Facing the challenge of food scarcity: Can we raise grain yields fast enough?
After a half-century of global surpluses of wheat, rice, corn, and other grains, it is easy to be complacent about the food prospect for the twenty-first century. We have come to take for granted the supply of grain that provides half of humanity’s food energy when consumed directly and a good portion of the remainder when consumed indirectly in the form of livestock products.
KeywordsRice Yield Irrigate Area Wheat Yield Land Productivity International Rice Research Institute
Unable to display preview. Download preview PDF.
- 1.Grain data from U.S. Department of Agriculture (USDA), Production, Supply, and Distribution, electronic database, Washington DC, updated February 1997; USDA, Foreign Agricultural Service (FAS), Grain: World Agricultural Production (Washington, DC: April 1997); 1950–59 grain data from USDA, “World Grain Database,” unpublished printout, Washington, DC, 1991.Google Scholar
- 2.Kazakstan data from FAO, The State of Food and Agriculture 1995, FAO Agricultural Series No. 28 (Rome 1995).Google Scholar
- 3.Brazil’s grain data from USDA, FAS, Grain: World Markets and Trade, (Washington, DC: April 1997).Google Scholar
- 4.U. S. Bureau of the Census, International Data Base, Suitland, MD, 15 May 1996.Google Scholar
- 5.800 million figure from World Bank, Food Security for the World, statement prepared for the World Food Summit by the World Bank, 12 November 1996.Google Scholar
- 6.Oceanic fish catch from U. N. Food and Agriculture Organization (FAO), Yearbook of Fishiery Statistics: Catches and Landings (Rome: 1967–91).Google Scholar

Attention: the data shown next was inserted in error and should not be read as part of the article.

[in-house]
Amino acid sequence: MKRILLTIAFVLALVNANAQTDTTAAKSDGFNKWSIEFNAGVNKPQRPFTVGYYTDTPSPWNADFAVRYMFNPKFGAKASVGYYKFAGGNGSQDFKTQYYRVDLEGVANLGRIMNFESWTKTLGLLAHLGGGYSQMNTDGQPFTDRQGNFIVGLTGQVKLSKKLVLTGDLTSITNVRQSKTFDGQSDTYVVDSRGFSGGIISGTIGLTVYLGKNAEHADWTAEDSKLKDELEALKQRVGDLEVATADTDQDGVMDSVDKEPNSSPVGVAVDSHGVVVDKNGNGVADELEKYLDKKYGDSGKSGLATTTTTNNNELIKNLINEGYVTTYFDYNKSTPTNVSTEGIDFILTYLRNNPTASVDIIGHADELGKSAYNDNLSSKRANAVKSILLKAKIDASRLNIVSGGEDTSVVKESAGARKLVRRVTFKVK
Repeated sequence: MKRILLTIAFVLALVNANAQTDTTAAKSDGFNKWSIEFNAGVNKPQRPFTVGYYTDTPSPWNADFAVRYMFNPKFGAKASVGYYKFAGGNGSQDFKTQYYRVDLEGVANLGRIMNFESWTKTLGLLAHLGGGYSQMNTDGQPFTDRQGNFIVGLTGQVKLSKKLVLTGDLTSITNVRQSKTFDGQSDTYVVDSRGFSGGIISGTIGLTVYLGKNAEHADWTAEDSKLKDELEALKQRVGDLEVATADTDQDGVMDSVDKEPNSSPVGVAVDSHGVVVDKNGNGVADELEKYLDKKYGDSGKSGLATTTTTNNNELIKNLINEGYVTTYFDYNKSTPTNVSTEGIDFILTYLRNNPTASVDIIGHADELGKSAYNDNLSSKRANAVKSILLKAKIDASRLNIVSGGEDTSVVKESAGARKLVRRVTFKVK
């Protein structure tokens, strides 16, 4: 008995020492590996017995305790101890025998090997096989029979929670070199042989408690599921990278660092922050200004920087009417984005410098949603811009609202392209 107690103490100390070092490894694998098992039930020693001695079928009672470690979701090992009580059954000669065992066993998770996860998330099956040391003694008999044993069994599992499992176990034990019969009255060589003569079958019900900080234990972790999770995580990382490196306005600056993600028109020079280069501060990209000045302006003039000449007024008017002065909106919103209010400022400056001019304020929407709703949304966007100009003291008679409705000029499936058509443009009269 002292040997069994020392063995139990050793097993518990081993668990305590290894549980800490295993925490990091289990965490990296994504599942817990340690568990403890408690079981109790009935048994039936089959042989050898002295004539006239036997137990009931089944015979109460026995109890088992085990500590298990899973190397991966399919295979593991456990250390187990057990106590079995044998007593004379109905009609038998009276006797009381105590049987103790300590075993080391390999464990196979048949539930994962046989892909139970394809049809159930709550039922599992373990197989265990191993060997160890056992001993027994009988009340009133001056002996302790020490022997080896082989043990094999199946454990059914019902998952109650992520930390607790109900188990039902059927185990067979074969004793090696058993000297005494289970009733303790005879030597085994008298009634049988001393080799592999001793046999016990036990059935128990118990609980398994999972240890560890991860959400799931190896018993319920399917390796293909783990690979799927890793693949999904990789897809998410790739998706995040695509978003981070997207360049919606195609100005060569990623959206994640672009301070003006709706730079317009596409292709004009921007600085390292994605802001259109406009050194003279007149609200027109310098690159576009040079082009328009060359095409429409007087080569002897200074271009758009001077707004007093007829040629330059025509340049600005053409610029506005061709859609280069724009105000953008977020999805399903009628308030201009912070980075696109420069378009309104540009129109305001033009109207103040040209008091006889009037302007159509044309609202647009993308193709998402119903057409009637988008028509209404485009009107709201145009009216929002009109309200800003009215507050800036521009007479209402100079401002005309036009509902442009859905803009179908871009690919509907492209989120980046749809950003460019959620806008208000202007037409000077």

- 7.Lester R. Brown, Increasing World Food Output: Problems and Prospects, Foreign Agriculture Economic Report No. 25 (Washington, DC: USDA, ERS, April 1965).Google Scholar
- 8.Lester R. Brown, Seeds of Change (New York: Praeger Publishers, 1970).Google Scholar
- 9.Mary Cabrera, International Rice Research Institute (IRRI), Philippines letter to Worldwatch, 26 February 1997.Google Scholar
- 10.Donald O. Mitchell and Merlinda D. Ingco, International Economics Department, The World Food Outlook (Washington, DC: World Bank, 1993).Google Scholar
- 11.Fredrick W. Crook and Hunter Colby, The Future of China’s Grain Market, USDA, ERS, Agriculture Information bulletin Number 730, October 1996.Google Scholar
- 12.Gurdev S. Khush, “Modern Varieties-Their Real Contribution to Food Supply and Equity” Geo Journal, March 1995.Google Scholar
- 13.Information on idled cropland from K. F. Isherwood and K. G. Soh, “Short Term Prospects for World Agriculture and Fertilizer Use,” presented at 21st Enlarged Council Meetong, International Fertilizer Industry Association, Paris, 15–17 November 1995, and from USDA, FAS, World Agricultural Production (Washington, DC: October 1995).Google Scholar
- 14.Thomas R. Sinclair, “Limits to Crop Yield?” in Physiology and Determination of Crop Yield, American Society of Agronomy, Crop Science Society of America and Soil Science Society of America, Madison, Wisconsin, 1994.Google Scholar